Theory of Mind: How brains think about thoughts

SWM

May 2008
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Theory of Mind: How brains think about thoughts

Rebecca Saxe and Liane Young

Department of Brain and Cognitive Sciences, MIT


At the heart of comedy and tragedy, there is often a false belief. Titania doesn’t
know she’s in love with a donkey. Romeo thinks Juliet is dead. Human audiences are
brought to laughter and tears. Imagine, though, an audience that doesn’t have a concept
of belief, that cannot think about other people’s thoughts at all. These plots would make
no sense. In fact, the whole notion of theatre, of watching actors depict a fictional story,
could never get off the ground.

Our minds and brains have, among their most astonishing capacities, the ability to
see behind people’s physical actions to their internal causes, thoughts and intentions.
That is, we have a Theory of Mind (ToM) for understanding and interpreting the
external actions of others. When the audience thinks “Romeo doesn’t know that Juliet
wants her parents to think that she is dead”, that thought consists of a pattern of firing
across a group of neurons somewhere in each person’s brain. This fact is both obvious
(what is the alternative?) and mind-boggling. How are those neurons doing it?
To get the answers, we need to be able to study the human brain in action. Unlike
the traditional neuroscience topics covered in this volume - perception, motor control,
attention, memory, and emotion - uniquely human cognitive capacities, like language
and social cognition, cannot be studied in the brains of non-human animals. The
invention of functional neuroimaging has therefore opened up many topics that,
historically, belonged only to social sciences: how we think about people, how we think
about thoughts, how we make moral judgments, and more.

Although the neuroscience of ToM is only around a decade old, we will review
evidence that begins to address some fundamental questions. What are the neural
substrates of ToM? Are there distinct brain regions selectively recruited for ToM (as
there are regions for vision, audition, motor control, etc.)? If so, what are (and aren’t)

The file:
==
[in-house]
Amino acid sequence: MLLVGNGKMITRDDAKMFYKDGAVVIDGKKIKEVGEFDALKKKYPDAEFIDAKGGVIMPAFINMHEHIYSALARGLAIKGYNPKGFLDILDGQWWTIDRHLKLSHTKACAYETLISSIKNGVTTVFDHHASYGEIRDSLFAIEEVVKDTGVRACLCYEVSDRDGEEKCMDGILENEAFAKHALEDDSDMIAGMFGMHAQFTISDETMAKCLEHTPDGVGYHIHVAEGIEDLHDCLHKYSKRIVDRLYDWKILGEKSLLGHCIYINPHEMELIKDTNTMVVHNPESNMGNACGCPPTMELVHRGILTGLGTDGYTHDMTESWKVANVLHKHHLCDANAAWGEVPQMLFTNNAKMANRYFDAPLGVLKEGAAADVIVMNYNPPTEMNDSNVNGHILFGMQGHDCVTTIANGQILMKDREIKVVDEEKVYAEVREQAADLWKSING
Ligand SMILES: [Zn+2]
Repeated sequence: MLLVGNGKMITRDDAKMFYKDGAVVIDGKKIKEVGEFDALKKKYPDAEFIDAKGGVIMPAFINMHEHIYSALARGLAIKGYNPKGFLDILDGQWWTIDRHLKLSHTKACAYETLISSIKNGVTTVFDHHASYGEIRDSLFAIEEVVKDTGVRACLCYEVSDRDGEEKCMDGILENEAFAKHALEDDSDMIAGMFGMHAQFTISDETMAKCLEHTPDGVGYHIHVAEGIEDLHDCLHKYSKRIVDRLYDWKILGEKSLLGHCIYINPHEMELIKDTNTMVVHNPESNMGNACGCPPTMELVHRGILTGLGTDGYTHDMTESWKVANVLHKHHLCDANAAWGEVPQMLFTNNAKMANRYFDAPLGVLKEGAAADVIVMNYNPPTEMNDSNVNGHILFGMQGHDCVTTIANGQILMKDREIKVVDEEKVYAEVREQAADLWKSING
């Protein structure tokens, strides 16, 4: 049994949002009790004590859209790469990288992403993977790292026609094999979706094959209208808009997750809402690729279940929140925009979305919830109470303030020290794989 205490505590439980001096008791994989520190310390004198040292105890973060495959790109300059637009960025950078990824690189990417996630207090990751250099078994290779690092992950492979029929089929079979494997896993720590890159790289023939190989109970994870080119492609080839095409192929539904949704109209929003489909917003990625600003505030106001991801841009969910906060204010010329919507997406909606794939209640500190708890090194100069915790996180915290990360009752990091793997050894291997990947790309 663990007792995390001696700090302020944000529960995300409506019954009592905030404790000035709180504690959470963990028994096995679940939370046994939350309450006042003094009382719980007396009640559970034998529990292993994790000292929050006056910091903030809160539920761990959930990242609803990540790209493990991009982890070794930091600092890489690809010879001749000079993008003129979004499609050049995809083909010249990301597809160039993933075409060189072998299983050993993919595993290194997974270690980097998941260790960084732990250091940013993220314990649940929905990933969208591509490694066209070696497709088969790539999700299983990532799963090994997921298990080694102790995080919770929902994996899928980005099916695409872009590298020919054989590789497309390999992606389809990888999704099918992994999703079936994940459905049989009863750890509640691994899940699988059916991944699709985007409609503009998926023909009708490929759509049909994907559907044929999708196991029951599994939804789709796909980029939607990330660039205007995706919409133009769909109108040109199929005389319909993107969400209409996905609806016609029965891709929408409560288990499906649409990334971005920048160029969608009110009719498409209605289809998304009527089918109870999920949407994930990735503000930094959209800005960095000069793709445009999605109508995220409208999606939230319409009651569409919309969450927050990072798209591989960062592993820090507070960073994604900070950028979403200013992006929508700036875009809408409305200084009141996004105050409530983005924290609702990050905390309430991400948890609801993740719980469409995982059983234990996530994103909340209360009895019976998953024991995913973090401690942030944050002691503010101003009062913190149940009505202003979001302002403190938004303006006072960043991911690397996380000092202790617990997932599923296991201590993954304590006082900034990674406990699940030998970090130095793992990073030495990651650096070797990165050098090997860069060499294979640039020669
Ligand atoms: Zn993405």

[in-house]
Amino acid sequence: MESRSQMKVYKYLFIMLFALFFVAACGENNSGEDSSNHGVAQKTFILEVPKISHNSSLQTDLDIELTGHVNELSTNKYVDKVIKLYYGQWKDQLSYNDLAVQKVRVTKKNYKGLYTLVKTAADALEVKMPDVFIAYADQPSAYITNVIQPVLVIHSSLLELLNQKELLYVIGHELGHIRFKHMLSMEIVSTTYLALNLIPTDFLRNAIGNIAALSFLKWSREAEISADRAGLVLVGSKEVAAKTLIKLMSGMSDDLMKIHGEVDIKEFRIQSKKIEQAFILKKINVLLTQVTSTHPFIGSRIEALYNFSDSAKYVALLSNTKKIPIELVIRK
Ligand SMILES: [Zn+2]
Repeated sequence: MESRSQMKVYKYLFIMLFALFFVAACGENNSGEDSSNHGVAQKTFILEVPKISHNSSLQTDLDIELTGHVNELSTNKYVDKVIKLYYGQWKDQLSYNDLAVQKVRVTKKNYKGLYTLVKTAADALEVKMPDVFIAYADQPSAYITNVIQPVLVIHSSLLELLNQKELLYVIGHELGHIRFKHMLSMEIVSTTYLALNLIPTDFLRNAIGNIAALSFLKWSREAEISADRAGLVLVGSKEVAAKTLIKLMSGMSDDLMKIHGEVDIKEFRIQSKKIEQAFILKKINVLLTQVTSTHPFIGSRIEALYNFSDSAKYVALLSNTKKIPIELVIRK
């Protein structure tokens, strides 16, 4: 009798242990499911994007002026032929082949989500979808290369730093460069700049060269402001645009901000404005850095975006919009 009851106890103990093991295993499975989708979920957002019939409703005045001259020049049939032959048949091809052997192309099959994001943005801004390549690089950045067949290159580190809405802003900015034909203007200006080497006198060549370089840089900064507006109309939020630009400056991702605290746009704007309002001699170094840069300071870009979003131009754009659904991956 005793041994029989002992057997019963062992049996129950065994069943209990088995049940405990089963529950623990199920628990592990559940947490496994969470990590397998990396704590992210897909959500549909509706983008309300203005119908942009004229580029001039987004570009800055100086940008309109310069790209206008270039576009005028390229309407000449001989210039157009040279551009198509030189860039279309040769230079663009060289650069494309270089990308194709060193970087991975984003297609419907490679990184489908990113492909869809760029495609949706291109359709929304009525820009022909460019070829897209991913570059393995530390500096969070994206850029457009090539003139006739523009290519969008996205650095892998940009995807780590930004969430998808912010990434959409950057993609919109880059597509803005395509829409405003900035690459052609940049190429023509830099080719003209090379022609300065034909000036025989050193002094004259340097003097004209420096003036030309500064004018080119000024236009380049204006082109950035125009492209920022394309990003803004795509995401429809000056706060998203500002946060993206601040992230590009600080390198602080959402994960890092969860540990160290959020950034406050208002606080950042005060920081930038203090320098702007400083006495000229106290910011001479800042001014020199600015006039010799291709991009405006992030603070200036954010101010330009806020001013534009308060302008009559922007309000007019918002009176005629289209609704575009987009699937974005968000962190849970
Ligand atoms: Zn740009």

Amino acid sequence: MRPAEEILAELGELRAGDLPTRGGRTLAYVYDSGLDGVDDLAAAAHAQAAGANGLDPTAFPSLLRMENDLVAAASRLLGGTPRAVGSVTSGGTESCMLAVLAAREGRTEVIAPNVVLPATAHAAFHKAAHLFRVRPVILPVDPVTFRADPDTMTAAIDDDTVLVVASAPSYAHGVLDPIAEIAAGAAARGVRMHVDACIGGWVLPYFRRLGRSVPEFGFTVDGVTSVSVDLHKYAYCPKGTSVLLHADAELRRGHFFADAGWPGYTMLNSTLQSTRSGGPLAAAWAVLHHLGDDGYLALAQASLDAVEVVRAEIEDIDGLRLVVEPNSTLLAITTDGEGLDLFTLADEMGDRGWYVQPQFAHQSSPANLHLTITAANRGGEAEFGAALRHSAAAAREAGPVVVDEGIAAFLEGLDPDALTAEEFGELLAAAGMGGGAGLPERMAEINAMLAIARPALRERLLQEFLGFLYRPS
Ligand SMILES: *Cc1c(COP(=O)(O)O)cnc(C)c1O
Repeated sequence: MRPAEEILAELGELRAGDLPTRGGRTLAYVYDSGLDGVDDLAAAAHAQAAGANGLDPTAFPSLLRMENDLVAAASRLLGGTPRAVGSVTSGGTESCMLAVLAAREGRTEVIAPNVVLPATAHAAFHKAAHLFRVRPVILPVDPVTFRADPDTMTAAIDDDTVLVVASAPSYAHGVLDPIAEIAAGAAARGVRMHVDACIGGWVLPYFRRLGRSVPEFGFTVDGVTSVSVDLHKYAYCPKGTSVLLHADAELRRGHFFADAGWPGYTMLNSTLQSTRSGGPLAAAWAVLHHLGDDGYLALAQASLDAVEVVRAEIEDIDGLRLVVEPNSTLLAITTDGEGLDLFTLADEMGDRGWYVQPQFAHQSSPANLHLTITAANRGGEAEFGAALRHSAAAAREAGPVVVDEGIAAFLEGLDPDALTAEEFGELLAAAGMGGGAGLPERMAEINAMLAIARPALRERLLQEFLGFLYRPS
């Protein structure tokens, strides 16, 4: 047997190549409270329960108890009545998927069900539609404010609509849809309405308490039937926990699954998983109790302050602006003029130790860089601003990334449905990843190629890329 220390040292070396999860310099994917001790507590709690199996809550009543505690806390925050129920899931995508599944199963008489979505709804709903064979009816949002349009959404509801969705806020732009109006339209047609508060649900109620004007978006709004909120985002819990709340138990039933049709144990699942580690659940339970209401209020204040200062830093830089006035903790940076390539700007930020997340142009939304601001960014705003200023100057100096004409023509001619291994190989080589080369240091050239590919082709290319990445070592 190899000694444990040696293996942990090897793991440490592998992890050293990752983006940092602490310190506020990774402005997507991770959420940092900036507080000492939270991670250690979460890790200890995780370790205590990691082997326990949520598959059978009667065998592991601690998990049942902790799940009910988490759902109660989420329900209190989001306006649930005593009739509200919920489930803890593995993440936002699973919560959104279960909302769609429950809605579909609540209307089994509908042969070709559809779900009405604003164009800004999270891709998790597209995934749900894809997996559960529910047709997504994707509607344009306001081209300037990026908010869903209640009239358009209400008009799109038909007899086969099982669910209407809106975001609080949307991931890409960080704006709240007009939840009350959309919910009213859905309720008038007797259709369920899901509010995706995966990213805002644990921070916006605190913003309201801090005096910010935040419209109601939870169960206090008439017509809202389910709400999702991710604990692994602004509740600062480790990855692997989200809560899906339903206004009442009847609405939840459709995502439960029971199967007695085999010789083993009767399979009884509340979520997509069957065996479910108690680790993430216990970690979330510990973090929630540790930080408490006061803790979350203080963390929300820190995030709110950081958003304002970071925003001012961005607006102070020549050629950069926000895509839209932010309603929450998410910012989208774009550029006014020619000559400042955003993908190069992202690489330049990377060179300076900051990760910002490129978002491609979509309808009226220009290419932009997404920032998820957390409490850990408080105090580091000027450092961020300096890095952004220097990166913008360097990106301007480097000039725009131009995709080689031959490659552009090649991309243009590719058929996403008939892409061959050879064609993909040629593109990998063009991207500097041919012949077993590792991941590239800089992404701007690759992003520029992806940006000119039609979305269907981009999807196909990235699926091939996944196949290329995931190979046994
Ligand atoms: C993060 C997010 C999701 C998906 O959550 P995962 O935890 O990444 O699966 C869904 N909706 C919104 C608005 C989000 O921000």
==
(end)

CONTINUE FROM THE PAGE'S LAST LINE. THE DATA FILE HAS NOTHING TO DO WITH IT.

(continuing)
these brain regions doing? Are there distinct cognitive components of ToM? Answers
to these questions provide the foundation for a cognitive neuroscience of Theory of
Mind.

Where in the brain do people think about thoughts?

Human adults can think about other people as having an infinite array of beliefs and
desires, ranging from trivial to sublime, from familiar to exotic, from simple to
remarkably complex.

For example, consider the following story: Sally and Anne go to the same high
school. Sally doesn’t suspect that Anne knows that Sally’s boyfriend Tom believes that
the tooth fairy stole the quarterback’s lucky tooth before the big game, jinxing the team.
Anne also knows that Tom will propose to Sally at graduation, so Anne realises that
only she can stop their engagement.

Even though this story is highly complex, the people are unfamiliar to you, and you
likely have never considered the possibility of the tooth fairy’s interference in a football
game, you can nevertheless make sense of this story, and predict and explain the
characters’ actions and emotions. How do you do it? What is happening in your brain
while you read the story?

Read more at
http://www.mit.edu/~lyoung/Site/Publications_files/Saxe&Young_CogNeuroToM.pdf
 
May 2011
884
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Marble, N.C.
SWM,
I will go with memory. We are bombarded with language pictures experiences and stuff. It has to go somewhere. When we need it ,it's always there. What's the difference between new thought and old related thought? Could there be a connection? Take neuroscience, science fiction etc. The before and after words relate in some way. All wording relates in some way. Take questions and answers. Both relate in one way or another. thoughts please. pl